Friday, March 22, 2013

Personal Resilience 101: Accepting Oneself and Others


There is overwhelming evidence that the higher the level of self-esteem, the more likely one will treat others with respect, kindness, and generosity. People who do
not experience self-love have little or no capacity to live others."

~ Nathaniel Branden ~
 

 

“If we are to nurture a resilient mindset, we must learn to accept ourselves as well as others. Acceptance involves possessing realistic expectations and goals, recognizing and identifying our feelings, managing our feelings constructively, defining our strengths and vulnerabilities, and leading a balance life in which our behaviors are in concert with our values and goals,” says Robert Brooks PH.D and Sam Goldstein PH.D, authors of The Power of Resilience.
A Lesson I Learned
One of the most difficult, yet rewarding lessons I learned came during my early years as a manager with Marriott's Courtyard division. As a type A personality, I had become accustomed to exceeding expectations and goals established by my bosses and the company. As I took on more and more responsibility, it was very difficult for me to delegate tasks that I had become accustomed to doing. I grew up hearing, “If you want something to be done right, you have to do it yourself.” This thought permeated my thinking and created a resistance to relinquishing what I perceived to be control over the daily management of day to day operations of the various departments that I was managing at the time.
It wasn’t that I didn’t trust the staff, I did. Yet, it was difficult for me to wrap my thoughts around this fact, most people want to perform their job well. They want opportunities to grow, just like me, even if that growth doesn't necessarily mean a path towards management. The increase in responsibilities made it clear that I couldn’t manage multiple departments in the same manner in which I managed one. I wanted to continue my success track with the company, so the situation required that I shift my leadership and management style. I had to enlarge my perception of the hotel employees.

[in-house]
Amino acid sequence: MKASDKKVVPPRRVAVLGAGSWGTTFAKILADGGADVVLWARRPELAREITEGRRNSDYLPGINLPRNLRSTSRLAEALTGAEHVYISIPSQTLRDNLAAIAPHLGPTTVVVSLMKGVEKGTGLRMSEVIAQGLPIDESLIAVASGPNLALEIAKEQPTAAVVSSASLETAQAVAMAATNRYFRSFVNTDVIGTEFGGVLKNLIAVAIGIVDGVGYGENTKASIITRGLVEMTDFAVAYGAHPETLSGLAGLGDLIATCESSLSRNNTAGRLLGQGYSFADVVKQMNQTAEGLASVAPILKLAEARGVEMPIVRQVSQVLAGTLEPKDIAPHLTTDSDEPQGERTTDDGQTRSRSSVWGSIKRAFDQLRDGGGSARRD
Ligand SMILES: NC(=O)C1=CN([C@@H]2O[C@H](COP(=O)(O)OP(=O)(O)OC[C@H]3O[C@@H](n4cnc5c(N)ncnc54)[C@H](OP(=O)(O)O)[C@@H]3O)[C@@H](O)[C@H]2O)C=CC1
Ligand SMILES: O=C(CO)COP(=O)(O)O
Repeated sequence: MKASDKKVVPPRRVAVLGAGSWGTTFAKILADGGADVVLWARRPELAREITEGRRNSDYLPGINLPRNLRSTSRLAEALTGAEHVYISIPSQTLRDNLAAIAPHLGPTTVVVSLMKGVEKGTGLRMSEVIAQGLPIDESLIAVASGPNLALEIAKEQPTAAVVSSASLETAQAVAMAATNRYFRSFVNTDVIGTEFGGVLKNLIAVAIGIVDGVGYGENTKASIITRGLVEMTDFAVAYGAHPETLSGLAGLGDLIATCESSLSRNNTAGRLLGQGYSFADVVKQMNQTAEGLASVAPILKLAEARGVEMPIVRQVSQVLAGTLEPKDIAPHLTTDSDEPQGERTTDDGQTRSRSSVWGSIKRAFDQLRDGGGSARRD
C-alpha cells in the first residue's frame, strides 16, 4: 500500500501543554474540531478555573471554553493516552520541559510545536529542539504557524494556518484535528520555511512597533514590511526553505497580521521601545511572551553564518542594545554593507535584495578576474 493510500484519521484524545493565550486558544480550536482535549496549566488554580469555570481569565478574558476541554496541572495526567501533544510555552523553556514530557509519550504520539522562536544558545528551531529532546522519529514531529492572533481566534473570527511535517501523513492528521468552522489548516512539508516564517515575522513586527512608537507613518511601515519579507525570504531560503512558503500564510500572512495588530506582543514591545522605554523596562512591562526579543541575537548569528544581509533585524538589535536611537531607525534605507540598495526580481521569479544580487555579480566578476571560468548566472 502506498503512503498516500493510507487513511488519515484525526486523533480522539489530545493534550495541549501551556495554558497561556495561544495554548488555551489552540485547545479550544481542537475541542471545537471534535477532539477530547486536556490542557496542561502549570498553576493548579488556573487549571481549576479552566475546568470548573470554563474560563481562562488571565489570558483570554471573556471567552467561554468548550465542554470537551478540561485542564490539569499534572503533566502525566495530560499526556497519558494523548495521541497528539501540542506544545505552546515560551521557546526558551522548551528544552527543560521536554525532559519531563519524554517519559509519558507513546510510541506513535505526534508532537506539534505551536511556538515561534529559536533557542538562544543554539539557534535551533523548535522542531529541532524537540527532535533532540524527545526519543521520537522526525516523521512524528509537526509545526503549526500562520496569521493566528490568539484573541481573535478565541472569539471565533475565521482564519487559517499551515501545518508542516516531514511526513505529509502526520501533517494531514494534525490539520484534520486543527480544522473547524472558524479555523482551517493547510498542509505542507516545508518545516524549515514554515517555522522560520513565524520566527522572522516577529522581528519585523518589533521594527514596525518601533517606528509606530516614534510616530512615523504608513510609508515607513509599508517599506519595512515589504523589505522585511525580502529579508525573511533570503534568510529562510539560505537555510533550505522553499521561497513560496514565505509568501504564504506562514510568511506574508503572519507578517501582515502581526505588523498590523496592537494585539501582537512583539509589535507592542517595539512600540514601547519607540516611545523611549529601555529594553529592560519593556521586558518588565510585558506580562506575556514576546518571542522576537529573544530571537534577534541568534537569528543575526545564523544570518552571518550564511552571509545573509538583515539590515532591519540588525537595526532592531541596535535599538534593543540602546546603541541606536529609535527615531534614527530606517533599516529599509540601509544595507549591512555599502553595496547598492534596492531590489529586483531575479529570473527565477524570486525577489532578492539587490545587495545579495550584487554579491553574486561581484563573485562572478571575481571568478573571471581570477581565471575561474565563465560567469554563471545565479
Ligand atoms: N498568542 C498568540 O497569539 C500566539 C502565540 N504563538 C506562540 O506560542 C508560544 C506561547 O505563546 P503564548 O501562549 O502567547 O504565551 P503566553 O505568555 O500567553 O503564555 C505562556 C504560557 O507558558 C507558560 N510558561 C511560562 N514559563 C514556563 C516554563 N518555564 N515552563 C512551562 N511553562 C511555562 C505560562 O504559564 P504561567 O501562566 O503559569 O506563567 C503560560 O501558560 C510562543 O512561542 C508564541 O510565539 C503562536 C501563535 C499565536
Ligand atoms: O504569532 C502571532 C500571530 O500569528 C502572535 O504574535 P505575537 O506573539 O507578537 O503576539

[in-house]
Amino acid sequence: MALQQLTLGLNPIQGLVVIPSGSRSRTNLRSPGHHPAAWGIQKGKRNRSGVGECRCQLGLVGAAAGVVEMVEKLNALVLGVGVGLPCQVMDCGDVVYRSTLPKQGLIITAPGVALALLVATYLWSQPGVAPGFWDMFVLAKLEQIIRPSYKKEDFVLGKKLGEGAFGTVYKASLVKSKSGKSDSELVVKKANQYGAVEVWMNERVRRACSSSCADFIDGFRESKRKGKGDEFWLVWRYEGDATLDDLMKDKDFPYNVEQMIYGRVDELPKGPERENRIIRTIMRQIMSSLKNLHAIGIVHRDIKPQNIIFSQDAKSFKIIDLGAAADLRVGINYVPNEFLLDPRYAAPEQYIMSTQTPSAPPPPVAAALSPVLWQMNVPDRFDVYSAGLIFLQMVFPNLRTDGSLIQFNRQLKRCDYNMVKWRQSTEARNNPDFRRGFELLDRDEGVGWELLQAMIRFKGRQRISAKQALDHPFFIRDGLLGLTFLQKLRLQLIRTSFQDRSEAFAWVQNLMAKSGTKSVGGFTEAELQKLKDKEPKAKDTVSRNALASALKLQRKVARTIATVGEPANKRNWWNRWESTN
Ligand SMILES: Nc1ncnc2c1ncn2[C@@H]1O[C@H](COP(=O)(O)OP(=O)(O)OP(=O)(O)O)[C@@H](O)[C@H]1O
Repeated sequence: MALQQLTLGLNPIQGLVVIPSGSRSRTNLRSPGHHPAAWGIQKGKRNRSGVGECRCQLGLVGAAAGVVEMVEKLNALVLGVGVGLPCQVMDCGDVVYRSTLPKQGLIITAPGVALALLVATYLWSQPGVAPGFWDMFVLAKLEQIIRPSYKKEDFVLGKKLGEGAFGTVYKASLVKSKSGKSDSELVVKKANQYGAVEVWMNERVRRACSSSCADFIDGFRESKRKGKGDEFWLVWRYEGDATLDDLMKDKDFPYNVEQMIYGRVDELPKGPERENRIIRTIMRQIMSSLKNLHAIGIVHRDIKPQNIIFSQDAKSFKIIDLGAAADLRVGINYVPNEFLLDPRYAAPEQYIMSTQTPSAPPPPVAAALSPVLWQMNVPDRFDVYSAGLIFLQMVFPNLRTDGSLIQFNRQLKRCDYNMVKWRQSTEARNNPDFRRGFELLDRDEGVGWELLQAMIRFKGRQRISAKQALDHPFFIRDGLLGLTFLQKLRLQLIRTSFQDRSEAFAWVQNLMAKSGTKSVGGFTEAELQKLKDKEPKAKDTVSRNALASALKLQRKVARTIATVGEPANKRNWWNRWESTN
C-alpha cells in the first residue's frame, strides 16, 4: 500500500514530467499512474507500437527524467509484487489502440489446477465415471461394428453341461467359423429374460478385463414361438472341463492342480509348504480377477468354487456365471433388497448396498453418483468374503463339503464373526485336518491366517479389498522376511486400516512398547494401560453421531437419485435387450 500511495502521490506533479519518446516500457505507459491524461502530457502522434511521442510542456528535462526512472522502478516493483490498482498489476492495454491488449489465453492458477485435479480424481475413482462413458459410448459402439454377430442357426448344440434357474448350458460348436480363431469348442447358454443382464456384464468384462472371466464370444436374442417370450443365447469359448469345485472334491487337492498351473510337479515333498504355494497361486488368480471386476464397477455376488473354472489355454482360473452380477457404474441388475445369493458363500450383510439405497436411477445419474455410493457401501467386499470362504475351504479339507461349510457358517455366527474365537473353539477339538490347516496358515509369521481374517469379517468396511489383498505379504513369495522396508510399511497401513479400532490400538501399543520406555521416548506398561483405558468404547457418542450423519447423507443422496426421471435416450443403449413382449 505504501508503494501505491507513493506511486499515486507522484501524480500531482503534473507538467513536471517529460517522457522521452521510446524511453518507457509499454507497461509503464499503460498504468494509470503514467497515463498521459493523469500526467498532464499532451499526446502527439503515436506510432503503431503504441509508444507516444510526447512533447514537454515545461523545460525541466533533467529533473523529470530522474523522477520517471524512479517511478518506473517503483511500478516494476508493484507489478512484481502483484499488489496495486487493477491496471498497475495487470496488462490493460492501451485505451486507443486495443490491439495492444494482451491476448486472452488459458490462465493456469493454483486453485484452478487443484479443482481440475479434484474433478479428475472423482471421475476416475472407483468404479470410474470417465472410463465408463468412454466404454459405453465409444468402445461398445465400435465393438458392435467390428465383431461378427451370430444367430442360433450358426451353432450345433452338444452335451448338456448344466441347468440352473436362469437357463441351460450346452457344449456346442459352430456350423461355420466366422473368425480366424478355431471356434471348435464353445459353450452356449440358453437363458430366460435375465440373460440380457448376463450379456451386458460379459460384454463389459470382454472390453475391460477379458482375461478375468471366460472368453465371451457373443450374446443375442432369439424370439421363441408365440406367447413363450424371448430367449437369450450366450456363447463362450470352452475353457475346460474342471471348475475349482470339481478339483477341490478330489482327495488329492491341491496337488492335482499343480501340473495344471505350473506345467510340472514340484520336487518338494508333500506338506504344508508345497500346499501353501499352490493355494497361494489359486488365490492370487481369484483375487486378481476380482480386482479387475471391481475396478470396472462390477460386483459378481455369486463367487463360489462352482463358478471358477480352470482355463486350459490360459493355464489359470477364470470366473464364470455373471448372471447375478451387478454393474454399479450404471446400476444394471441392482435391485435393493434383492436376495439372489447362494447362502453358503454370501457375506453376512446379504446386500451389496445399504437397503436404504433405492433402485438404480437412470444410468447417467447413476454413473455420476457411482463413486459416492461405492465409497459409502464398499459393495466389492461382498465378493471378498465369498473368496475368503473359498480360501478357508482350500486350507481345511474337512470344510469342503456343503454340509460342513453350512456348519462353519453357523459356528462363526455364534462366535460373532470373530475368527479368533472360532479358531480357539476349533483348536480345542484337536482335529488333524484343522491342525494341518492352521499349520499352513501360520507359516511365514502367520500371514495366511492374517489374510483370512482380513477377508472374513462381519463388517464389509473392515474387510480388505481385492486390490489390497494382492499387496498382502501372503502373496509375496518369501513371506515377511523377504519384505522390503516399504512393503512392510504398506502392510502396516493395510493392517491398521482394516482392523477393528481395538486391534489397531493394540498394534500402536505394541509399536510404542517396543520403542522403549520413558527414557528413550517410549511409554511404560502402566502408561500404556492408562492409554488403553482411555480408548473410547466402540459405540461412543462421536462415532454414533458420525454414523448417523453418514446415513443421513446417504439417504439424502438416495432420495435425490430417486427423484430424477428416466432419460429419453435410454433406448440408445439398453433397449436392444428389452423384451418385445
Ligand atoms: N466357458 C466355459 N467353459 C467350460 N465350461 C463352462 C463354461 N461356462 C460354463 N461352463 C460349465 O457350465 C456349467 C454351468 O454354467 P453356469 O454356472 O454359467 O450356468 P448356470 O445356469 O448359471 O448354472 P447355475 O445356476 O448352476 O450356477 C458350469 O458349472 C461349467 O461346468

I begin to understand how important it was for me as a leader to identify their strengths and provide them with opportunities to express them. By doing so, many of the staff members stepped up the quality and quantity of their contributions and we continued to deliver “best of the best” customer service experiences to our guests. Learning to effectively delegate and provide opportunities for others to develop leadership skills in this situation prepared me for a similar situation when I became a General Manager with Marriott’s Fairfield Inn division.
As a result of accepting members of the staff as partners of the business, I was able to enjoy my job and my life. I had other interests outside of the hotel and having employees who were capable of taking on additional duties and doing them exceptionally well provided me the time to engage these activities and live a balanced life.
Recognizing that my expectations of myself was unrealistic as I took on additional management duties challenged me to expand my mindset and leadership skills. This experience helped me to see that my role as a manager/leader had more to do with developing those within my sphere of influence versus making vain attempts to control adults. It helped me to tune into my strengths as a coach and be mindful of my vulnerabilities of succumbing to stress when I felt stressed to the max. Delegating tasks to my partners enabled me to better manage the stress that came with increasing demands and responsibility.
And, it provided several of them the opportunity to develop leadership skills that they would later use to advance in the company or take advantage of other employment opportunities. I look back today and continue to be grateful for having worked with such a fine group of people who were so dedicated to putting forth their best, day after day.